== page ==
"The earliest English settlers of New England were called “Puritans,” a label coined and hurled at them derisively by their enemies. The label stuck; and even today, nearly four hundred years later, we tend to think of the first settlers of Massachusetts as dour killjoys. This view of Puritan society derives from the prejudices of later generations, who disparaged their Puritan progenitors as the kind of repressive folk they most loved to hate.
The “Puritan” epithet both clarifies and obscures these early English settlers for us. Members of the Church of England, they did not wish to leave the church but to purify it. Their “purifying” mission sought to rid the church of its elaborate customs and showy ritual. They wanted a simple style of worship, appropriate to what they viewed as God’s truth . As their model , they took the “primitive church,” Christianity in its earliest years before its institutionalization- and to Puritan eyes, corruption-in Rome.
In rejecting pomp and ostentation, the Puritans were also condemning the church as an elitist institution allied with the aristocracy. They sought to make religion appropriate to the values of their own emerging middle class. The Puritans believed that salvation did not lie in a set of rituals performed by the church on behalf of the sinner but in a drama within the soul of the believer, and they called those whom God had saved “saints.” They believed in a “revolution of the saints” and viewed themselves as the culmination of a biblical narrative that extended without interruption from ancient Jerusalem to their own time.
The Puritans were not democrats: like most people of their day, they subscribed to a hierarchical view of the world organized in a “Great Chain of Being,” a scale that ranked all creation from the lowest orders to the highest in graduated steps, mirroring the mind of God. Though they despised the “corruption” of aristocratic culture, they nonetheless maintained the deferential customs of a class society in which the “lower orders” deferred to the authority of their “betters.” They had only a limited notion of what we call today scientific causality. They viewed all events as direct signs from God, rather than as the results of natural causes.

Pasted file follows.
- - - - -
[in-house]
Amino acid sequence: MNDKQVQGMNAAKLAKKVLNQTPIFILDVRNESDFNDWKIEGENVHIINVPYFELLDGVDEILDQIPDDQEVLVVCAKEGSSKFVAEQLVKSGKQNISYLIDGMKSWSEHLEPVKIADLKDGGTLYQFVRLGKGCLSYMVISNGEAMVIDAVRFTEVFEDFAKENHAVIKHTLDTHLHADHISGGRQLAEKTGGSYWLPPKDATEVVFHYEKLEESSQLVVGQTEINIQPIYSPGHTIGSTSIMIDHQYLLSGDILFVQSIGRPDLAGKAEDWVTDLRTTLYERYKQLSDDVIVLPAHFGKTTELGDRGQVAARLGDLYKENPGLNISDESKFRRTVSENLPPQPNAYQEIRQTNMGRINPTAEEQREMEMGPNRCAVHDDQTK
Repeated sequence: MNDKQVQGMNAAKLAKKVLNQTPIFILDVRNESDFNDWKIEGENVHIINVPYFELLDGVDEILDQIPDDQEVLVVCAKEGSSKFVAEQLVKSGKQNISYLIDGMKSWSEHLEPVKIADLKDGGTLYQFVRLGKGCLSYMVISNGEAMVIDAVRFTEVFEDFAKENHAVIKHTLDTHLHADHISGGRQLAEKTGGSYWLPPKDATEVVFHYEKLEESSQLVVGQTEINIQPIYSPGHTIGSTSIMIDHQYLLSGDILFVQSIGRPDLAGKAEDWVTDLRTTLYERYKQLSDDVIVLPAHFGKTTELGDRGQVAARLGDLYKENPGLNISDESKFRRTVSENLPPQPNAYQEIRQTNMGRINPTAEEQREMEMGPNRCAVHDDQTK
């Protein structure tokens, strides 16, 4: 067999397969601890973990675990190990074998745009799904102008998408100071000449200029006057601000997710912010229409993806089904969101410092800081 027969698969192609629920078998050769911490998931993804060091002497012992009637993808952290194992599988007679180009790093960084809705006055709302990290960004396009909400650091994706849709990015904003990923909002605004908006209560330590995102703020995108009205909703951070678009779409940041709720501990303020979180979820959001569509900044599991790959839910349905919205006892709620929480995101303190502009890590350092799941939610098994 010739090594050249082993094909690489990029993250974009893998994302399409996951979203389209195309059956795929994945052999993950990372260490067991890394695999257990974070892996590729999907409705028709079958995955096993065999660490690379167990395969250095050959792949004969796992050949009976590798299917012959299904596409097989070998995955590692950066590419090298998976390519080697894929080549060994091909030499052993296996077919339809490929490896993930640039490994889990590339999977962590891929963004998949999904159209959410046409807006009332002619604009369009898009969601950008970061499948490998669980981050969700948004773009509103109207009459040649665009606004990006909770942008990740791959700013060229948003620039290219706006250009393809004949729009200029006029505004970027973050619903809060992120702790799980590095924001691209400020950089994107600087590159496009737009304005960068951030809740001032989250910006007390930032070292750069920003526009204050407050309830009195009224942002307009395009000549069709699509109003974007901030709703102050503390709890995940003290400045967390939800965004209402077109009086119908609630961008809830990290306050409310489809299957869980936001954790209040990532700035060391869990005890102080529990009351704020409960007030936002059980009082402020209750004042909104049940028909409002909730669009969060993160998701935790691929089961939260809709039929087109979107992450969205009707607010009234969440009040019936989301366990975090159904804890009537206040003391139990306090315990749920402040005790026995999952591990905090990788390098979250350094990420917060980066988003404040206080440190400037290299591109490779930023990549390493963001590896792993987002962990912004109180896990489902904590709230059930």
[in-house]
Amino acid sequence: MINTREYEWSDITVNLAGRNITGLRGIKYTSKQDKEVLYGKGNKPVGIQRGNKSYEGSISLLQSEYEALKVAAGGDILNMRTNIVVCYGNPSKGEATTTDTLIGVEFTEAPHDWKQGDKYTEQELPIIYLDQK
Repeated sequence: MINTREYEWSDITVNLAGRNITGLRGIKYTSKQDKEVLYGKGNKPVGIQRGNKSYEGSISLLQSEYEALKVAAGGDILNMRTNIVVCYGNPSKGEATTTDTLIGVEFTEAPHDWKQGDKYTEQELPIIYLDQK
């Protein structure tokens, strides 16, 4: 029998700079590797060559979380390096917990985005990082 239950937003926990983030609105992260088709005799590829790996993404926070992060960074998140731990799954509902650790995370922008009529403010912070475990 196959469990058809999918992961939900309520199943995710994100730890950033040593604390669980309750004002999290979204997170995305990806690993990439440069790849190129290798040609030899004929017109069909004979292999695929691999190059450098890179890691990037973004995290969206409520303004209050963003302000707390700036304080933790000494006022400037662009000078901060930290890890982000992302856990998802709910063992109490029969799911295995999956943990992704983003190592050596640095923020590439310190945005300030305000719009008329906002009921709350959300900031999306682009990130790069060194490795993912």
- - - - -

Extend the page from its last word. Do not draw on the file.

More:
And yet, even as they dragged a large portion of the late- medieval world across the ocean with them, the Puritans also produced the first outlines of modern social life. They enjoyed the highest literacy rate in seventeenth-century Western society, insisting that salvation was tied to a person’s ability to read the Bible. Within six years of founding the Massachusetts Bay Colony, in Boston, the Puritans established Harvard College (1636); and within ten years, they were publishing the first books in English in the New World."
-From Angela L. Miller, Janet Catherine Berlo, Bryan J. Wolf, and Jennifer L. Roberts, American Encounters: Art, History, and Cultural Identity (Washington University Libraries, 2018), p. 64. CC BY-NC-SA 4.0
More to think about
In the colonial homes of Puritans, the display of the family’s silver and textile collections showed their social status and reflected their cultural values. How is this practice continued today through objects displayed in the home? What are some examples in your own home that serve as displays of your values, concerns, and beliefs?
Portraits of John and Elizabeth Freake (and their baby)
Left: Unknown artist (known as Freake painter), John Freake, c. 1671 and 1674, oil on canvas, 42 x 36 3/4 inches / 108 x 93.3 cm (Worcester Art Museum) Right: Freake painter, Elizabeth Clarke Freake (Mrs. John Freake) and Baby Mary, c. 1671 and 1674, oil on canvas, 42 1/2 x 36 3/4 inches / 108 x 93.3 cm (Worcester Art Museum)
Effigy jar, c. 1200–1450, clay and paint, Paquimé, Chihuahua, Mexico, 23 x 18 cm; and jar with parrot design, c. 1150–1450, coiled and hand built, painted clay, attributed to Paquimé, Chihuahua, Mexico, 20 x 24 cm